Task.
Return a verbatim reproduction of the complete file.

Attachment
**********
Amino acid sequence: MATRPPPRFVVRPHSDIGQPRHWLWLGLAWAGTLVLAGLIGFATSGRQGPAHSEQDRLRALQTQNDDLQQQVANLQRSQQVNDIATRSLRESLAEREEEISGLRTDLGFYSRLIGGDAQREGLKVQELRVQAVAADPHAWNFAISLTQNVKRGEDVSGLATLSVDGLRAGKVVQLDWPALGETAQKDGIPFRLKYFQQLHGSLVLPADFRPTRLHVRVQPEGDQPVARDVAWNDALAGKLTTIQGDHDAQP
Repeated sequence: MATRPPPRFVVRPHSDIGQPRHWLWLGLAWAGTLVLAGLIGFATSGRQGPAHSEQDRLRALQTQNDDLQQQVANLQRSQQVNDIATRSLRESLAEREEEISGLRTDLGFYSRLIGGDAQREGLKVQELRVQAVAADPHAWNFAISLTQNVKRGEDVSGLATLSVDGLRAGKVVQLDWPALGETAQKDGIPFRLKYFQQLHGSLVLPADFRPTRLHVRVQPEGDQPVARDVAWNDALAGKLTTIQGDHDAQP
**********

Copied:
Amino acid sequence: MATRPPPRFVVRPHSDIGQPRHWLWLGLAWAGTLVLAGLIGFATSGRQGPAHSEQDRLRALQTQNDDLQQQVANLQRSQQVNDIATRSLRESLAEREEEISGLRTDLGFYSRLIGGDAQREGLKVQELRVQAVAADPHAWNFAISLTQNVKRGEDVSGLATLSVDGLRAGKVVQLDWPALGETAQKDGIPFRLKYFQQLHGSLVLPADFRPTRLHVRVQPEGDQPVARDVAWNDALAGKLTTIQGDHDAQP
Repeated sequence: MATRPPPRFVVRPHSDIGQPRHWLWLGLAWAGTLVLAGLIGFATSGRQGPAHSEQDRLRALQTQNDDLQQQVANLQRSQQVNDIATRSLRESLAEREEEISGLRTDLGFYSRLIGGDAQREGLKVQELRVQAVAADPHAWNFAISLTQNVKRGEDVSGLATLSVDGLRAGKVVQLDWPALGETAQKDGIPFRLKYFQQLHGSLVLPADFRPTRLHVRVQPEGDQPVARDVAWNDALAGKLTTIQGDHDAQP